Lesbian Wedding on a Navy Base
Michael Rankin, M.D.
Capt., M.C., USN (Ret.)
Before I moved to
Arlington in 2000, I lived in San Francisco for
many years. My synagogue there was Congregation
Sha’ar Zahav, a "Reform Congregation with a
special outreach to GLBT Jews, their families and
One Friday night, two
friends from the synagogue, Ann Levy and Sarah
Cohen, called me aside at the oneg. "We’ve
lived together as a couple for more than ten
years," Ann began. "Our children are
getting older. We think it’s no longer a good
thing to live together ‘without benefit of
clergy.’ We want to get married."
"Wonderful!" I told them. "Mazel
tov! I hope you’ll invite me to the
"We’ll invite you
for sure—but there’s more to it than that. We
want to get married on the Navy base at Treasure
Island. Can you imagine a more beautiful setting,
there in San Francisco Bay, with a view of the
Golden Gate Bridge, Angel Island, the city
Others had had the same
thought. The Navy was happy to accommodate couples
who wanted to marry there, as long as they had a
Naval officer sponsor. But these were heterosexual
couples. Never, ever, had two women, or two men
married on a military base in the United States.
This would be a historic first. I was the Navy
officer sponsor they had in mind—I couldn’t
We met with the young
Navy lieutenant in charge of wedding arrangements,
on a Sunday of my Navy Reserve weekend, so I would
be in my Navy uniform, which identified me as a
four striper, a Captain.
The lieutenant welcomed
us to his office, assuming I was the groom.
"So which of you two ladies is the
bride," he inquired? "We both are!"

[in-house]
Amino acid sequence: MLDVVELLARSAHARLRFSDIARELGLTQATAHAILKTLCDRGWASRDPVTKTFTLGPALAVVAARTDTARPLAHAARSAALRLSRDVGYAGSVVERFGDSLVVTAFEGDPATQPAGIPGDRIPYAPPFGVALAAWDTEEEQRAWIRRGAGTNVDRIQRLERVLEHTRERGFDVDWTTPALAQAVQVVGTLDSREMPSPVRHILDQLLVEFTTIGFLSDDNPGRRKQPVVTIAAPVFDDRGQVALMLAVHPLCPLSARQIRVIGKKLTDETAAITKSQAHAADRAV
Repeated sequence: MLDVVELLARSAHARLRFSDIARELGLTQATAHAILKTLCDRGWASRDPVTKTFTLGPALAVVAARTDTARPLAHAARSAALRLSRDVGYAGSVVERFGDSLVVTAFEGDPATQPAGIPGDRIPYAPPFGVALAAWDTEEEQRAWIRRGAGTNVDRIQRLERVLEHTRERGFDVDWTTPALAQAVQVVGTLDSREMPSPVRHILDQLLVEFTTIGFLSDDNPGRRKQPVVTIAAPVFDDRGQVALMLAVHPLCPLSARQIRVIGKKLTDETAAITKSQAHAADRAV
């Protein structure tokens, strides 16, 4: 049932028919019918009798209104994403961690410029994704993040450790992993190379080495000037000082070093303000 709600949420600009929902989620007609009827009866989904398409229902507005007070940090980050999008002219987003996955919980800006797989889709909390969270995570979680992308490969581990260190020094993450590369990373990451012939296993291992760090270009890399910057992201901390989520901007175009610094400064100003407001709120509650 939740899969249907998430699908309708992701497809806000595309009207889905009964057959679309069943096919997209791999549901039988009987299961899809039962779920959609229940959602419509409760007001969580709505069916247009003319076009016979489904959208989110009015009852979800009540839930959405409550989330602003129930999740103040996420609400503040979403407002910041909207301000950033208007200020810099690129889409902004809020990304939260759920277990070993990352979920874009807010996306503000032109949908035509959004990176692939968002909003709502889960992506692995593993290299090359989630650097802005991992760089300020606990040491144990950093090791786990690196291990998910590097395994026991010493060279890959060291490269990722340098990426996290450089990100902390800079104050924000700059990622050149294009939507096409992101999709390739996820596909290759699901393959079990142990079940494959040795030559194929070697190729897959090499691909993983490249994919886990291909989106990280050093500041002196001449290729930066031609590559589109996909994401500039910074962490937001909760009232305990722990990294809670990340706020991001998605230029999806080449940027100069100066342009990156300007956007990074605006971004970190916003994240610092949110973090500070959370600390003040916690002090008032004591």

they shouted in unison. Not waiting to be asked,
they told: there will be two brides at this
wedding, and no groom!
He gulped. "OK. But
do you have a sponsor?"
I raised my hand.
"That would be me."
He looked at the four
stripes, and grinned. "Then let’s pick a
The day of the wedding, a
Sunday morning, could not have been more
beautiful. Rare for San Francisco, there was no
fog—just warm sun.
To make sure there were
no glitches, I attended in my formal Navy whites.
I needn’t have worried.
As cars arrived at the base gate, sailors assigned
the duty greeted and welcomed them, and asked if
they were there for the Cohen-Levy wedding. Those
who said yes were directed to the site.
The garden service was
conducted by the openly gay rabbi of the
congregation. Sarah and Ann’s parents proudly
held the poles of the Chupah, the wedding canopy.
Their daughters Leah and Rachel, ages 6 and 8,
were their "attendants." Co-workers from
their law firms ushered us to our seats, asking
with a grin, are you friends of the bride or the
bride? It was amazing.
In the traditional
Orthodox wedding, the bride walks around the groom
as the rabbi or cantor chants the Sheva Barochot,
the seven wedding blessings. At this wedding, Ann
walked around Sarah for the first three blessings,
Sarah around Ann for the second three. For the
seventh, the women embraced.
They broke the glass
together, and immediately, the synagogue’s own
klezmer band—"Gay Iz Mir" by name—began
a freilach, a joyful wedding song, and led us into
the reception. It was hard not to start dancing
before we got to the Admiral Nimitz Officers Club,
where the wedding lunch was served. The Nimitz had
seen many celebrations, but never before a lesbian
The dancing continued
after lunch—women with men, men with men, and
women with women. The coordinating Navy
lieutenant, who had observed the wedding standing
on the periphery, peeked in. I took his hand and
brought him into the Hora circle. The sailors who’d
guided guests to the wedding site joined us as
well. They came for the food and drink, but stayed
for the dancing. These new friends were in awe of
the women held high on chairs as we danced around
them—certainly no wedding they’d been to had
that!! It was a good day for the lesbians, for the
gays, and for the Jews. It was a good day for the
Navy too. It will be a better day when "Don’t
Ask Don’t Tell" is overturned.
Editor's Note: This true
story demonstrates the elusive wisdom of that old
Navy saying about how things should be done: "There's the right way, the wrong way, and
the Navy way."